The case of Hinneberg v Brannaghan  VSC 356 discusses the admissibility of evidence in drink-driving cases.
The live issue was if the informant Senior Constable James Brannaghan had permission to enter a house, where he asked Mervyn Hinneberg to provide a preliminary breath sample. Senior Constable Brannaghan claimed an occupier of the house, Ms Lahogue, gave him permission to enter. She denied that at the Court hearing.
Section 48(4) of the Road Safety Act 1986 provides:
(4) For the avoidance of doubt it is declared that nothing in this Part requires a person who is in a dwelling to allow a member of the police force or an officer of the Corporation to enter that dwelling without a warrant.
The Chief Magistrate heard the case in the first instance. He wasn’t satisfied that Ms Lahogue gave Senior Constable Brannaghan permission to enter her house. But he decided he would admit the evidence of the breath anaylsis certificate in the exercise of discretion under Bunning v Cross.
The Supreme Court ruled that the Chief Magistrate resolved both issues incorrectly.
 In my opinion the Chief Magistrate applied an erroneous test in assessing the conflict between the evidence of Brannaghan and that of Ms Lahogue. The Chief Magistrate took the view, accepting submissions made to him on behalf of the defence that were not contradicted by the police prosecutor, that the onus was on the prosecution to prove that an invitation was issued to Brannaghan by Ms Lahogue to enter the house, and to prove it beyond reasonable doubt. However it is now common ground or virtually common ground that that was not the appropriate test, and that in fact the onus was on the defence to establish, on the balance of probabilities, the facts on which the defence relied in order to justify the exclusion of the evidence on the Bunning v Cross discretionary ground. Mr Tehan QC sought for a time to support the Chief Magistrate’s contrary approach by reliance on Liberato v Queen, but the relevant statements in that case relate to the obligation of the Crown to satisfy the court, beyond reasonable doubt, that the elements or ingredients of the offence have been made out. The position is quite different in relation to a submission that admissible evidence should be excluded as a matter of discretion on fairness or public policy grounds. I think that, in the end, Mr Tehan QC did not seriously contest that proposition.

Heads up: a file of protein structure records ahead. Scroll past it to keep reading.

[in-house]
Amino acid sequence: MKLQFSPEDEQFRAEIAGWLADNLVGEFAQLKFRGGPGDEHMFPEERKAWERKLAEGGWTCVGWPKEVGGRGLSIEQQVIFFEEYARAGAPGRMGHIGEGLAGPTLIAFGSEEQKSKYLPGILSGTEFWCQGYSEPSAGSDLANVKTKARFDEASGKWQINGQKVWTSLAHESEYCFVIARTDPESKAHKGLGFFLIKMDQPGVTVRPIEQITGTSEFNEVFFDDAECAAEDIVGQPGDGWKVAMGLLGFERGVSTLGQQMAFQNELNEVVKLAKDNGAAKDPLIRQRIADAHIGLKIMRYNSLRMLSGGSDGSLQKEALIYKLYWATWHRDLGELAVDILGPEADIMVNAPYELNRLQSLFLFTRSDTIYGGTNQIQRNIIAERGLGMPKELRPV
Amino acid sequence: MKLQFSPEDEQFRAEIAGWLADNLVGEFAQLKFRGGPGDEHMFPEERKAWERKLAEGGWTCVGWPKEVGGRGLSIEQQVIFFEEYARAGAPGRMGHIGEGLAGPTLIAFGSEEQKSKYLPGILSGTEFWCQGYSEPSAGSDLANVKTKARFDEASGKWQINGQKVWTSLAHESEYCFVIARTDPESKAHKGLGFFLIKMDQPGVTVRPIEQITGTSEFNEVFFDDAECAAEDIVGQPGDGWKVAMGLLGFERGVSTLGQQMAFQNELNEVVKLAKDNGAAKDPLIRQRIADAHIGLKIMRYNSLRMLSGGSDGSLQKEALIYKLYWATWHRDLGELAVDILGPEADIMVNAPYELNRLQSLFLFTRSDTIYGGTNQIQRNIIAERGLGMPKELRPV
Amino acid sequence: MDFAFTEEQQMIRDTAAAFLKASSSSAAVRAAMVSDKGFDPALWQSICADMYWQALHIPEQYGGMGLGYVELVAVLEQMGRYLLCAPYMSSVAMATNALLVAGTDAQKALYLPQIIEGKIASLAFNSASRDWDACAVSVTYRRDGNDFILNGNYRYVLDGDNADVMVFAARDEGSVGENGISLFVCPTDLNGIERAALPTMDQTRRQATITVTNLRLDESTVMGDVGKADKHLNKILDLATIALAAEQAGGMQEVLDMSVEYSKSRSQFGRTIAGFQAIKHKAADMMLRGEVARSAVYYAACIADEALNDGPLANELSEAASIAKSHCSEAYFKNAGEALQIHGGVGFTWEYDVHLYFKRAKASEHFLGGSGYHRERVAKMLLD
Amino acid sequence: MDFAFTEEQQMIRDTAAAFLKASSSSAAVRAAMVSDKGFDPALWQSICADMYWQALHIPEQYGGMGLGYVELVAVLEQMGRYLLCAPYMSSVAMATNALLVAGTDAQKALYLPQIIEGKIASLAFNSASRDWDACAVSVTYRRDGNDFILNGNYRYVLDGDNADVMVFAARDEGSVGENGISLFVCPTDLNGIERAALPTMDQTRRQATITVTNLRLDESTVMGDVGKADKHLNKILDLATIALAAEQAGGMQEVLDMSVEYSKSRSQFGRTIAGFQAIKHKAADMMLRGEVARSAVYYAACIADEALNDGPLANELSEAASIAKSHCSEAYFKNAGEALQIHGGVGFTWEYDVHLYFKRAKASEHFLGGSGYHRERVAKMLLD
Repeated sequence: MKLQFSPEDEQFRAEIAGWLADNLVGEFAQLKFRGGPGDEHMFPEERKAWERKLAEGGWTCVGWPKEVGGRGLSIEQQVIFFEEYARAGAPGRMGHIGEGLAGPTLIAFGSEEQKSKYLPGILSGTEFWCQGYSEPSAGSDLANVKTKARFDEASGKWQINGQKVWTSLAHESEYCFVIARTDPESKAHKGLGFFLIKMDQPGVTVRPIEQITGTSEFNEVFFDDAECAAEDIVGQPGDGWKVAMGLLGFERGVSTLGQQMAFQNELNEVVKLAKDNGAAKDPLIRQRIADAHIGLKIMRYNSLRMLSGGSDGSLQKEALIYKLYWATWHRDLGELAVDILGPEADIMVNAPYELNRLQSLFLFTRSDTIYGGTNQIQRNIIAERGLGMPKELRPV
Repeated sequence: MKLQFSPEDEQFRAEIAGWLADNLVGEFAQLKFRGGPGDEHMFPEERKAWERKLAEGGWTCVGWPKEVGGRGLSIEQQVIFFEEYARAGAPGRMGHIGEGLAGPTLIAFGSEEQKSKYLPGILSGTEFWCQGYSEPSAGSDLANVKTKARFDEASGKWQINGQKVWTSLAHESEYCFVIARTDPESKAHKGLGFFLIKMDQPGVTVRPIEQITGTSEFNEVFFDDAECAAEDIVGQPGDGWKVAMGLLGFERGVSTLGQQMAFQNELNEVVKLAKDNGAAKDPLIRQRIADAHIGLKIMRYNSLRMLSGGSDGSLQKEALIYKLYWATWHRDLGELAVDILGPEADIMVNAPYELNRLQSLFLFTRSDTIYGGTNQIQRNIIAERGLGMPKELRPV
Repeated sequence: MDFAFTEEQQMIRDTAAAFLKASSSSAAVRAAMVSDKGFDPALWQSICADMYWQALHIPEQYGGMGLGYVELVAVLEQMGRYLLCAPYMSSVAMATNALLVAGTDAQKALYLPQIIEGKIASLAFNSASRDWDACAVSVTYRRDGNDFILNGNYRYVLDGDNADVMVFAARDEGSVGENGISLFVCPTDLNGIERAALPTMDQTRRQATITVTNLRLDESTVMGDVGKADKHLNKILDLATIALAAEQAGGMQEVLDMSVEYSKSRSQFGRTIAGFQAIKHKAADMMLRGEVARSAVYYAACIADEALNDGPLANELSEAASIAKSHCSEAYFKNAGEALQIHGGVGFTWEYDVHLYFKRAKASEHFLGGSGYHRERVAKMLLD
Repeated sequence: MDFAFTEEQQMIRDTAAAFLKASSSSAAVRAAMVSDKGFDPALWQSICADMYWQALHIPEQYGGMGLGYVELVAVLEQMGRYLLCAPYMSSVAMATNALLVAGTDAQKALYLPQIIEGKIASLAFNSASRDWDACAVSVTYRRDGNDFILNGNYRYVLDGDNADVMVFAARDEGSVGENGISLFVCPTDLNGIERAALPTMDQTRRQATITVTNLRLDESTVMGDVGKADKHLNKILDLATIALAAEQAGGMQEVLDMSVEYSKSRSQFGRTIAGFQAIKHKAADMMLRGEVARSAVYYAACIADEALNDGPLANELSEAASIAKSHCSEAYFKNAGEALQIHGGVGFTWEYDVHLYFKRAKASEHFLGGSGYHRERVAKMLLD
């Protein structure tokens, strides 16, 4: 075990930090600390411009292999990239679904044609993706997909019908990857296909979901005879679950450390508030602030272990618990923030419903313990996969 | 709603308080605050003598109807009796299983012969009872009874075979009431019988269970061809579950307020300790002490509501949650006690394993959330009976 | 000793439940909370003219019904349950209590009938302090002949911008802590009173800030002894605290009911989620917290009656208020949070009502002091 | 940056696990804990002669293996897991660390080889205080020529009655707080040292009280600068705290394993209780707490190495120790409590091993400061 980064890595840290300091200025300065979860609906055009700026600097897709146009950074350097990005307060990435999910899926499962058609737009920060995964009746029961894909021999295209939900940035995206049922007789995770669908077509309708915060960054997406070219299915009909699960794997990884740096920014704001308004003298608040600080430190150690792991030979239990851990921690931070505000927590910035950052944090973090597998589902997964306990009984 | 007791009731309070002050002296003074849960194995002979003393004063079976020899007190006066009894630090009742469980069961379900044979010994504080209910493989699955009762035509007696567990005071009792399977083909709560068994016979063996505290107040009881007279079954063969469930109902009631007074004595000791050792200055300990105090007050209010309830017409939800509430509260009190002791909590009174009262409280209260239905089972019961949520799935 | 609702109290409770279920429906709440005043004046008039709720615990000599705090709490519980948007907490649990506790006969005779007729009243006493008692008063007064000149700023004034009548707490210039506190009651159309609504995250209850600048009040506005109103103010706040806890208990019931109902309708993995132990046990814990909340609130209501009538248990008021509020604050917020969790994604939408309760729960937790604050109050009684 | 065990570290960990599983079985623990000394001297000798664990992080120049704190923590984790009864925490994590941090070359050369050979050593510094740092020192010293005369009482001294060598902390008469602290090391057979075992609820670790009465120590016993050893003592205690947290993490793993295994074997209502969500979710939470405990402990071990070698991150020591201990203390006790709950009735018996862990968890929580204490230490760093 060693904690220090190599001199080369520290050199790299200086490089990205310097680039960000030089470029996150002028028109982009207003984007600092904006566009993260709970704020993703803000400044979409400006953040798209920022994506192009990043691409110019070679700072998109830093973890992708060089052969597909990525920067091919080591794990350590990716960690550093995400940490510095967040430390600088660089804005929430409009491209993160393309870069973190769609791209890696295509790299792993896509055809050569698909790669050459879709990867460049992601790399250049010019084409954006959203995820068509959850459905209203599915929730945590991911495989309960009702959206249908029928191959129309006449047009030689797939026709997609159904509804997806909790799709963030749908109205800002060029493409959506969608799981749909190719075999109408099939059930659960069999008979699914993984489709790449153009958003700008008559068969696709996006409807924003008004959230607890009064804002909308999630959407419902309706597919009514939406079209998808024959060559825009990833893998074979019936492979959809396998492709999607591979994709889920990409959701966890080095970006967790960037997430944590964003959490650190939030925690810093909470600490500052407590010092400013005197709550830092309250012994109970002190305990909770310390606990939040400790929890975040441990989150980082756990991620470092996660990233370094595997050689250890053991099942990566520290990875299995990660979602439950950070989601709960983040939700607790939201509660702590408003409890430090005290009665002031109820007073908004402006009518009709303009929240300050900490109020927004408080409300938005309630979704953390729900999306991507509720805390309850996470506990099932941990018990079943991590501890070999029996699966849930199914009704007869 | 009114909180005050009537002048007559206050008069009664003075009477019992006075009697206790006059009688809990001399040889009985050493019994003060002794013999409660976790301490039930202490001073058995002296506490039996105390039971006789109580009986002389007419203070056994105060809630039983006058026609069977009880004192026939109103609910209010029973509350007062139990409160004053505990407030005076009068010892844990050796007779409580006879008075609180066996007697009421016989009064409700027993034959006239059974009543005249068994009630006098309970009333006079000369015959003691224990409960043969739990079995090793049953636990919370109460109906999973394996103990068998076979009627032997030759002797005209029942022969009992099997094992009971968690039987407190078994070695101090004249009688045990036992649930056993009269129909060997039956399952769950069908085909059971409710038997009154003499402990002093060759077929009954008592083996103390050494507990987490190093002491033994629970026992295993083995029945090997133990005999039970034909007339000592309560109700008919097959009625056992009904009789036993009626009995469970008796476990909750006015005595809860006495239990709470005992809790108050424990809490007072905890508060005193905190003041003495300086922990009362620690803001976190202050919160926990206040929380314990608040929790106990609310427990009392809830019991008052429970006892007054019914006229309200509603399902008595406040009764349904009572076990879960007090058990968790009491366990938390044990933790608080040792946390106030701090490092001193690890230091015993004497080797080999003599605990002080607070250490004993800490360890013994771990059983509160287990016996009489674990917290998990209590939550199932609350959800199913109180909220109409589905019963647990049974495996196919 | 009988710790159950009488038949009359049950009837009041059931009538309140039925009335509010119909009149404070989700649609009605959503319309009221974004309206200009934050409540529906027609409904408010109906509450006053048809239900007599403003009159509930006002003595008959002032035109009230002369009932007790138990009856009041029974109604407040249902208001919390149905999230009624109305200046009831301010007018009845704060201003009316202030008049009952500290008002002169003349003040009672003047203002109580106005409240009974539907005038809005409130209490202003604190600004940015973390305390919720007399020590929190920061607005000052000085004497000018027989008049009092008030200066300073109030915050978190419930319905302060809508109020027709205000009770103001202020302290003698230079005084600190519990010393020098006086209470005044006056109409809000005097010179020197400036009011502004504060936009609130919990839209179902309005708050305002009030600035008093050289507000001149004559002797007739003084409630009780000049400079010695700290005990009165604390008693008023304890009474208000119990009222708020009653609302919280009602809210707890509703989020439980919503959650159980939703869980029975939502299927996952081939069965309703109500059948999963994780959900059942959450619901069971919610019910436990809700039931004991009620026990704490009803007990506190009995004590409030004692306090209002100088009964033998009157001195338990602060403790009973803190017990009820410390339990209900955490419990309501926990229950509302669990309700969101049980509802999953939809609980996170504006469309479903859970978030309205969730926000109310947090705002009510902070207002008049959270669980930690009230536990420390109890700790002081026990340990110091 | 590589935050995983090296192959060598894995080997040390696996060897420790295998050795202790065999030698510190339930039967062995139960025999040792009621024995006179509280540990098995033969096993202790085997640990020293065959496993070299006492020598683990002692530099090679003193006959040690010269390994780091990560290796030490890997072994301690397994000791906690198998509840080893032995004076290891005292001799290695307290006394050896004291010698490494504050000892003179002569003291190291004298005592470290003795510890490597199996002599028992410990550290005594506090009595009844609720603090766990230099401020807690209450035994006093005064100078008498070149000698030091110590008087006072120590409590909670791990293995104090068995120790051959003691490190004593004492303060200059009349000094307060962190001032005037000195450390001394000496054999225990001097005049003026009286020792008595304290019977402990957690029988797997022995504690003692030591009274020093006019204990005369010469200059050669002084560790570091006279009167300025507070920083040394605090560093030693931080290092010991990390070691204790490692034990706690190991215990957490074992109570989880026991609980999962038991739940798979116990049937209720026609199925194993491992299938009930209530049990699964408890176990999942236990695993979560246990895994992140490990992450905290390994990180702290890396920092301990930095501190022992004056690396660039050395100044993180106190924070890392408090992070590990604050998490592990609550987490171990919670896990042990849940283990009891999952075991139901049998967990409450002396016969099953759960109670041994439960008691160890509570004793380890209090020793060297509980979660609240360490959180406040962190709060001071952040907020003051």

The correct test for receiving the evidence was on the balance of probabilities. Cavanough J found that failing to apply the correct test tainted the Chief Magistrate’s decision to receive the certificate in evidence. Once he decided Senior Constable Brannaghan couldn’t prove Ms Lahogue said he could go in her house, he should have considered the five specific factors in Bunning v Cross at 78 – 80:
- Was the breach of the law deliberate or inadvertent?
- Does the illegality affect the cogency of the evidence?
- How easy was it to comply with the law?
- What is the nature of the offence charged?
- Was the legislation intended to restrict or expand police interference with the liberty of the subject?
 So, although the analysis that I would apply is perhaps not completely in line with the submissions of either side, it seems to me that this is a case where it would be wrong to let the decision stand. The decision seems to have been arrived at from a fundamentally unsound original basis, namely the application of the beyond reasonable doubt test to the evidence in question. The application of that test was inapposite in the circumstances and it is not so surprising that it has led to the failure of the Chief Magistrate to make the findings that needed to be made in relation to the Bunning v Cross principles.
The case was remitted to the Magistrates’ Court for a fresh hearing.